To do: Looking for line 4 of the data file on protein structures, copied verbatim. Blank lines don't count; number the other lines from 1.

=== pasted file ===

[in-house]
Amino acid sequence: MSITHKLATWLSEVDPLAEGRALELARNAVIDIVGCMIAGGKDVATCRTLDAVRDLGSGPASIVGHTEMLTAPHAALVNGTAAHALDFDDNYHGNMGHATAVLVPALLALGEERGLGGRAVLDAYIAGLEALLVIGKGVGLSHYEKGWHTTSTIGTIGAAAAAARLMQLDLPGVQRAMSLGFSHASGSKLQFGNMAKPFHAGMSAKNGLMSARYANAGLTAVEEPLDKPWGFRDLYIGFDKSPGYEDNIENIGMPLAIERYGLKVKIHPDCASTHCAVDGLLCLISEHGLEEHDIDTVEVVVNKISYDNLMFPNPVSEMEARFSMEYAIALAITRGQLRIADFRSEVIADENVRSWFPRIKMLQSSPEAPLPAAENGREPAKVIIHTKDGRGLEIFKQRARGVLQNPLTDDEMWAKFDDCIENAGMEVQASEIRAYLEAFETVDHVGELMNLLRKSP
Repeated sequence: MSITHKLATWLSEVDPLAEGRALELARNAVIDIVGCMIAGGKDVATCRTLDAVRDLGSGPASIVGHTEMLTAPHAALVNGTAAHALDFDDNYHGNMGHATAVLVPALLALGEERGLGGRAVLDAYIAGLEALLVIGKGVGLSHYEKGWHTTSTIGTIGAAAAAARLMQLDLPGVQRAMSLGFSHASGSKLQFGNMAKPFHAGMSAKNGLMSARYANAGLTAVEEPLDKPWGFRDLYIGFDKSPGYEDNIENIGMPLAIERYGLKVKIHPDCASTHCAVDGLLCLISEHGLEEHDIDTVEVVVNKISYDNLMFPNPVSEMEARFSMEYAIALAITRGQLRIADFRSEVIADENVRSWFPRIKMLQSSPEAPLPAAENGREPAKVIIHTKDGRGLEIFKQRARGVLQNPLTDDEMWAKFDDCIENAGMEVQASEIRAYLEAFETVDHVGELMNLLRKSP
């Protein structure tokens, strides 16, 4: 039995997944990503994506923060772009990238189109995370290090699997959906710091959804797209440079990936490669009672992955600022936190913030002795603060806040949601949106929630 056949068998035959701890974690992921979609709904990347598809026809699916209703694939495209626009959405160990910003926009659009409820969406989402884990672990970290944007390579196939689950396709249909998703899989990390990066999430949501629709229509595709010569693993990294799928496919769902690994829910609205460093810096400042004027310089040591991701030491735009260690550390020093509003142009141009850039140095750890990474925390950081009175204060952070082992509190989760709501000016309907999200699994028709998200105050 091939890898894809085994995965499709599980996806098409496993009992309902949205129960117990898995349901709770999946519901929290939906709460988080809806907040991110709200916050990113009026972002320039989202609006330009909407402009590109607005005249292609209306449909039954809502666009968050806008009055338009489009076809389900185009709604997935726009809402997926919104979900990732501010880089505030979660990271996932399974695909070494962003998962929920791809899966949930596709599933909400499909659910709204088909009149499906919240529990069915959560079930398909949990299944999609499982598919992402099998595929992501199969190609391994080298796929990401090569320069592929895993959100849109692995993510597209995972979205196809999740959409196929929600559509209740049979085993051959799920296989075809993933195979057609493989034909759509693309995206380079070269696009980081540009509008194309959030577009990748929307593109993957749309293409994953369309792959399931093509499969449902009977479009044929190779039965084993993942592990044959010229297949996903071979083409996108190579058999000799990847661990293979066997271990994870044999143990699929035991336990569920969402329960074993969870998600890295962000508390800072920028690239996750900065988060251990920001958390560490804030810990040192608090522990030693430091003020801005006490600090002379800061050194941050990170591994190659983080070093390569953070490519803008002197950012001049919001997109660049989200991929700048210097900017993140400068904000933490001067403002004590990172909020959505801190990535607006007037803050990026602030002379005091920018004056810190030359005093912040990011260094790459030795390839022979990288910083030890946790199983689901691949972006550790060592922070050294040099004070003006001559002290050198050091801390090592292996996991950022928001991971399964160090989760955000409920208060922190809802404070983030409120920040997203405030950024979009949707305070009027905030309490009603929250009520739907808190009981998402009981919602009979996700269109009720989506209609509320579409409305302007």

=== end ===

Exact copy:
């Protein structure tokens, strides 16, 4: 039995997944990503994506923060772009990238189109995370290090699997959906710091959804797209440079990936490669009672992955600022936190913030002795603060806040949601949106929630 056949068998035959701890974690992921979609709904990347598809026809699916209703694939495209626009959405160990910003926009659009409820969406989402884990672990970290944007390579196939689950396709249909998703899989990390990066999430949501629709229509595709010569693993990294799928496919769902690994829910609205460093810096400042004027310089040591991701030491735009260690550390020093509003142009141009850039140095750890990474925390950081009175204060952070082992509190989760709501000016309907999200699994028709998200105050 091939890898894809085994995965499709599980996806098409496993009992309902949205129960117990898995349901709770999946519901929290939906709460988080809806907040991110709200916050990113009026972002320039989202609006330009909407402009590109607005005249292609209306449909039954809502666009968050806008009055338009489009076809389900185009709604997935726009809402997926919104979900990732501010880089505030979660990271996932399974695909070494962003998962929920791809899966949930596709599933909400499909659910709204088909009149499906919240529990069915959560079930398909949990299944999609499982598919992402099998595929992501199969190609391994080298796929990401090569320069592929895993959100849109692995993510597209995972979205196809999740959409196929929600559509209740049979085993051959799920296989075809993933195979057609493989034909759509693309995206380079070269696009980081540009509008194309959030577009990748929307593109993957749309293409994953369309792959399931093509499969449902009977479009044929190779039965084993993942592990044959010229297949996903071979083409996108190579058999000799990847661990293979066997271990994870044999143990699929035991336990569920969402329960074993969870998600890295962000508390800072920028690239996750900065988060251990920001958390560490804030810990040192608090522990030693430091003020801005006490600090002379800061050194941050990170591994190659983080070093390569953070490519803008002197950012001049919001997109660049989200991929700048210097900017993140400068904000933490001067403002004590990172909020959505801190990535607006007037803050990026602030002379005091920018004056810190030359005093912040990011260094790459030795390839022979990288910083030890946790199983689901691949972006550790060592922070050294040099004070003006001559002290050198050091801390090592292996996991950022928001991971399964160090989760955000409920208060922190809802404070983030409120920040997203405030950024979009949707305070009027905030309490009603929250009520739907808190009981998402009981919602009979996700269109009720989506209609509320579409409305302007």